Treating all patients with hepatitis C (HVC) genotype 1, fibrosis stages 0-4, with the expensive new drugs would be cost-effective compared with waiting until patients progress to stages F3 or F4, thanks to reductions in advanced disease complications and quality-of-life improvements, researchers reported.

Based on calculations from a patient simulation model, initiating treatment as early as possible, compared with stages F3 or F4, was cost-effective with 0.73 quality-adjusted life-years (QALYs) gained, and $28,899 per year, with an incremental cost-effectiveness ratio (ICER) of $39,475 per QALY gained, James G. Kahn, MD, MPH, of the University of California San Francisco, and colleagues, reported in JAMA Internal Medicine.

However, an early treatment strategy would also increase the aggregate costs, the researchers noted.

“Given an estimated 3 million U.S. patients with HCV, funding to treat every infected person immediately appears problematic,” Hal F. Yee Jr, MD, PhD, of the Los Angeles County Department of Health Services, wrote in an accompanying editorial. “Targeting those individuals at the greatest and most urgent risk for complications of HCV makes sense but only accomplishes a kind of triage.”

According to Yee, the American Association for the Study of Liver Diseases and the Infectious Disease Society of America (AASLD-IDSA) both recommend HCV treatment for patients at all stages of the disease, however those with the most severe stages, except those with limited life expectancy due to nonliver related conditions, should receive treatment first.

But with total spending on oral antiviral HCV treatment reaching $12 billion in 2014, as individual courses of treatment run close to $100,000, Yee suggested that policy and market initiatives to reduce the cost of medication would allow for widening the treatment population. “We must ensure also that as many individuals with HCV as possible are treated with available resources by driving efficiencies through innovation.”

“There is a current shortage of health professionals who are equipped to deal with the nuances of fibrosis staging, surveillance for disease-related complications (e.g., portal hypertension and hepatocellular carcinoma), and potential metabolic interactions between antiviral drugs and other prescription and nonprescription medications,” Steven D. Lidofsky, MD, PhD, of the University of Vermont College of Medicine. “Consequently, factors that exacerbate inequities in access to HVC treatment are likely to be amplified in economically disadvantaged areas and rural regions.”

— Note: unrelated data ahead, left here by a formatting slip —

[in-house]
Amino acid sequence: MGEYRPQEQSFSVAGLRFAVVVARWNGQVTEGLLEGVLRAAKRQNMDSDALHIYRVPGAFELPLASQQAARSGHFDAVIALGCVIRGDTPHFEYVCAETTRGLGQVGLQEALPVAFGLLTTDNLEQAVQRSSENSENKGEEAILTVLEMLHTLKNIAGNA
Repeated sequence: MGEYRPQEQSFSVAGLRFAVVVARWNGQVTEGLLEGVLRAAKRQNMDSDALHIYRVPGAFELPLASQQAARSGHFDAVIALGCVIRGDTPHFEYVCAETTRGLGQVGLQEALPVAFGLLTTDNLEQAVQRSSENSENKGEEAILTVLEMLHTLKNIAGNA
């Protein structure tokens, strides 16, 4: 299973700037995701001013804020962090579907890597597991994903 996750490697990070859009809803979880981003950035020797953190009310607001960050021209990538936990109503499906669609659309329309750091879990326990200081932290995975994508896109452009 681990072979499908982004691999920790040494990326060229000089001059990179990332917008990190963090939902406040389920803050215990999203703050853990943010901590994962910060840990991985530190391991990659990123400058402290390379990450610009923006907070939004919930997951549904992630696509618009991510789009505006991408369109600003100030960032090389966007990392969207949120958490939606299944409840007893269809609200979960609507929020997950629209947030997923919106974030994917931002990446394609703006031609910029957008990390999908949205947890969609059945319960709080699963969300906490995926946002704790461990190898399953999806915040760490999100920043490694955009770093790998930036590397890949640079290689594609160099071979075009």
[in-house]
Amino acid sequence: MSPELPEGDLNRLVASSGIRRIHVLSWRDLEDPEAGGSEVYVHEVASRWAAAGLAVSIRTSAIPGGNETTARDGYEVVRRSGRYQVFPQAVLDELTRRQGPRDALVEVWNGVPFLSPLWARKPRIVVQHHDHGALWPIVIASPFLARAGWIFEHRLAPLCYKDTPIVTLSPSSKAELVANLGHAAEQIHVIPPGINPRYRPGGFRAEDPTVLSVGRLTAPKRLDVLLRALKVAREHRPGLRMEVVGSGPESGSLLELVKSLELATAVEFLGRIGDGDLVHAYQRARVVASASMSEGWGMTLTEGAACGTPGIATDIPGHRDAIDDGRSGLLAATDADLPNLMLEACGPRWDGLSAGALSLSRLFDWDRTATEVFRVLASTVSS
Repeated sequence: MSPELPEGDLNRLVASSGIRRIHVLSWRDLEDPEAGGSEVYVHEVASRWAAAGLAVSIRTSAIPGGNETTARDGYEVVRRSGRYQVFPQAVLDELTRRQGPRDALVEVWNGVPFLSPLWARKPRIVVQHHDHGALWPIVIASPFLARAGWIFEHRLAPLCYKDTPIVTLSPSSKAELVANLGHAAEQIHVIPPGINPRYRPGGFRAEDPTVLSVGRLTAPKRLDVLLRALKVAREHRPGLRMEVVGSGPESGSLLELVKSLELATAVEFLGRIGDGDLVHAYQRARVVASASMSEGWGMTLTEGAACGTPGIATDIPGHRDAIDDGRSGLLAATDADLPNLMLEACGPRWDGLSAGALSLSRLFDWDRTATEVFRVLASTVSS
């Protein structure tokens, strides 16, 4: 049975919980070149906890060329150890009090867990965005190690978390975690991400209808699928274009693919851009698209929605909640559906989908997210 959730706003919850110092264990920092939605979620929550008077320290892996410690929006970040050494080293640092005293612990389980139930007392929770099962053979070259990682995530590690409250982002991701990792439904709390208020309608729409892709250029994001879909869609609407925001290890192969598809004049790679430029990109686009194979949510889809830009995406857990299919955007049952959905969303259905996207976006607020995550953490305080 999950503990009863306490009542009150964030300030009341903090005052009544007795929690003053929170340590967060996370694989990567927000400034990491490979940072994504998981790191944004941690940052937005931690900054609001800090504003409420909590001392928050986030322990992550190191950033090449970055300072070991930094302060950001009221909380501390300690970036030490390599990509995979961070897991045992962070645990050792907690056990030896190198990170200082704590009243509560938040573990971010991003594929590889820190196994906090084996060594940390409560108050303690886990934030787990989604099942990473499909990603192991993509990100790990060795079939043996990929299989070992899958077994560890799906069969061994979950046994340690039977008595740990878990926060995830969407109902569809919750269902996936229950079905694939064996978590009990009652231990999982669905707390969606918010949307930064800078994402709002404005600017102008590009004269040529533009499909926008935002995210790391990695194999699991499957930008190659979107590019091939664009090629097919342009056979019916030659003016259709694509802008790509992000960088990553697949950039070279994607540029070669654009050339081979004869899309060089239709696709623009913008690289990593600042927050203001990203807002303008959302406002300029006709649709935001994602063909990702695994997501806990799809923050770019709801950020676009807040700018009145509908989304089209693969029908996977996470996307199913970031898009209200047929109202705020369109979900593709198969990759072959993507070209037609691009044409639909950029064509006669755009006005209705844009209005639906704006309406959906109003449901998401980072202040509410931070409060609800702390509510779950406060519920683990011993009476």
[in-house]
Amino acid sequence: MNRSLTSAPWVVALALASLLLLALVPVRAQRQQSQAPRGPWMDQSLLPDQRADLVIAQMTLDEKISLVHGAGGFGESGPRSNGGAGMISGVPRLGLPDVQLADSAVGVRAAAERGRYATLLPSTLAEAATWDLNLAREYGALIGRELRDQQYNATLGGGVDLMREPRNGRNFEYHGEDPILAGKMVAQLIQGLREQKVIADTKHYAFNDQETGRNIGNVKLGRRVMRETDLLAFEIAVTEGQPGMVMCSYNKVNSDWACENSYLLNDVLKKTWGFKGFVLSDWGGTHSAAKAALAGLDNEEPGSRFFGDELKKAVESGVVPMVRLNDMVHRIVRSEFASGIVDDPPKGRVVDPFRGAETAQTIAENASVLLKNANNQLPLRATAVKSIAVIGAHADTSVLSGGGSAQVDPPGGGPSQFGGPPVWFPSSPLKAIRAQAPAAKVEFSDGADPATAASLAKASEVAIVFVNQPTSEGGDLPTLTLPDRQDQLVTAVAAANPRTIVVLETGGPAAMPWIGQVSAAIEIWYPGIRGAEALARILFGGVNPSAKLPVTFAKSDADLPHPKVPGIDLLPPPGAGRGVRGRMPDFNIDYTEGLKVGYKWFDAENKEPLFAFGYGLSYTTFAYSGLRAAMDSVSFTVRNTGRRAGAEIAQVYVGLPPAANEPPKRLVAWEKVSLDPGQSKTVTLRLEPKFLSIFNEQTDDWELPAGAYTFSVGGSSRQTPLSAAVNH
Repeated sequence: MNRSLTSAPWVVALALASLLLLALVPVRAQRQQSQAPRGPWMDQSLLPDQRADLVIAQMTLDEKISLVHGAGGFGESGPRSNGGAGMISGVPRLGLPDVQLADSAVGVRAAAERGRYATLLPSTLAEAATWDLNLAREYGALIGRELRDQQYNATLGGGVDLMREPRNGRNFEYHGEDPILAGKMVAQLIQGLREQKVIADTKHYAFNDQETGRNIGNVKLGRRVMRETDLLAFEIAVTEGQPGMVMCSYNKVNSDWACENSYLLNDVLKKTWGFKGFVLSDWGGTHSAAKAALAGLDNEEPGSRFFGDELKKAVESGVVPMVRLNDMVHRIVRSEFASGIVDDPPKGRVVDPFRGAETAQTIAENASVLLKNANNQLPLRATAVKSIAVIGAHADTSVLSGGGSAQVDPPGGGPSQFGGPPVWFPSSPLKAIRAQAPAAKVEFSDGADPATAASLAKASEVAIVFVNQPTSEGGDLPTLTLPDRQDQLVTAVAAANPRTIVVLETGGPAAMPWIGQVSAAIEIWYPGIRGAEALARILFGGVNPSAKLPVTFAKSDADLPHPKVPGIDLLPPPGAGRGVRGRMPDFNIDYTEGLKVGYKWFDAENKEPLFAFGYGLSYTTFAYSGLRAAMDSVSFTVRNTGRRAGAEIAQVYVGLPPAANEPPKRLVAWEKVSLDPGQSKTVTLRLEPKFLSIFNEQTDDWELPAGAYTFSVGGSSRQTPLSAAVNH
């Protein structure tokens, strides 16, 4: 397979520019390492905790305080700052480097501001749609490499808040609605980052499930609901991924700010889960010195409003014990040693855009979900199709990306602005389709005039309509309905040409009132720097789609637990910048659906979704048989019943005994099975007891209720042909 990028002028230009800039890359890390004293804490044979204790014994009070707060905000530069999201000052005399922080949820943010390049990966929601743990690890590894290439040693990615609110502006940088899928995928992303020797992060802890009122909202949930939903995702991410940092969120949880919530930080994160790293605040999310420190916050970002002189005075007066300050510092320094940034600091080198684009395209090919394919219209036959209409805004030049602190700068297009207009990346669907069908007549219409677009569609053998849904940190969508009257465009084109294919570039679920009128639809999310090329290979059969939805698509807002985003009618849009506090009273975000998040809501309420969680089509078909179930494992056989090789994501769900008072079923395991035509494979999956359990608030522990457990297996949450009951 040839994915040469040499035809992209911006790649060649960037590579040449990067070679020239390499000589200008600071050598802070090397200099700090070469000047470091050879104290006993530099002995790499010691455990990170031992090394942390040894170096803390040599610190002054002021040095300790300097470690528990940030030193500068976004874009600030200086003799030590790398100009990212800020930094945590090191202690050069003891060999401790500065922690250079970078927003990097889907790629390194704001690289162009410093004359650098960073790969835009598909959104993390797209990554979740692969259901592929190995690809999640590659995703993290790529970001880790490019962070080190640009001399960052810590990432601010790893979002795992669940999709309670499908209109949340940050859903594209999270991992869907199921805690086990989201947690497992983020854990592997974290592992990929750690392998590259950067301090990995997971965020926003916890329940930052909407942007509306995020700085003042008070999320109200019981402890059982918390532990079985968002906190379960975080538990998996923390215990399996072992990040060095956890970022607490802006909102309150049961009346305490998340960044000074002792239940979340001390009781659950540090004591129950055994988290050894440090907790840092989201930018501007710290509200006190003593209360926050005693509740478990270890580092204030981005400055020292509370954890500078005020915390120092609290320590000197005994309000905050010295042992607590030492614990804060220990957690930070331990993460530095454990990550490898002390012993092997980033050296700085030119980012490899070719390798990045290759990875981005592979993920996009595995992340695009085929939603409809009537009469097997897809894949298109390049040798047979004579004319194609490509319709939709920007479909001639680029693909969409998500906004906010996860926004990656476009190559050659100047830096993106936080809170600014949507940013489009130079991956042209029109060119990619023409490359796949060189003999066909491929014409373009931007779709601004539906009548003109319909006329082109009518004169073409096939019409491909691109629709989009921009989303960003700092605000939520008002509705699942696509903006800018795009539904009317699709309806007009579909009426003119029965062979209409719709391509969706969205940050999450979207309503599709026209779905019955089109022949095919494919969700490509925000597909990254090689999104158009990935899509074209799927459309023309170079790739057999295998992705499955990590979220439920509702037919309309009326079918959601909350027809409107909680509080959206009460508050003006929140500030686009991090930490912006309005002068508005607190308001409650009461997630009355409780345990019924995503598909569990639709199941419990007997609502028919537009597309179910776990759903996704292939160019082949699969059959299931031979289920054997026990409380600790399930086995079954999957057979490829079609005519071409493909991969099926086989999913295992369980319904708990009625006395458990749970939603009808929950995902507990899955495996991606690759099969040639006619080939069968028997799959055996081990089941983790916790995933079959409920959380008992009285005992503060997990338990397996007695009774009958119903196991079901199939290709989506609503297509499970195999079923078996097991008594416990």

“Overall, I think that the manuscript is well written and the model that they developed was comprehensive and reasonable in an effort to determine cost-effectiveness of current direct-acting antiviral therapies in a disease that disproportionately impacts adults and baby boomers in our society and has been under the radar screen of the general public, Congress, etc. for decades with an overall prevalence four times that of HIV infection,” Robert John Fontana, MD, of the University of Michigan, said in an email to MedPage Today.

“The high price of each treatment course [per] patient has a lot of impact to patients, insurers, and society,” he added.

To analyze the implications of treatment at various stages of liver fibrosis, Kahn’s team created a simulation model comparing treatment cost for all treatment-naive patients with treatment for patients with advanced fibrosis. The model categorized treatment for each stage of fibrosis through the 5 METAVIR (Meta-analysis of Histological Data in Viral Hepatitis) liver fibrosis stages from no fibrosis (F0), portal fibrosis without septa (F1), portal fibrosis with rare septa (F2), numerous septa without cirrhosis (F3), and cirrhosis (F4).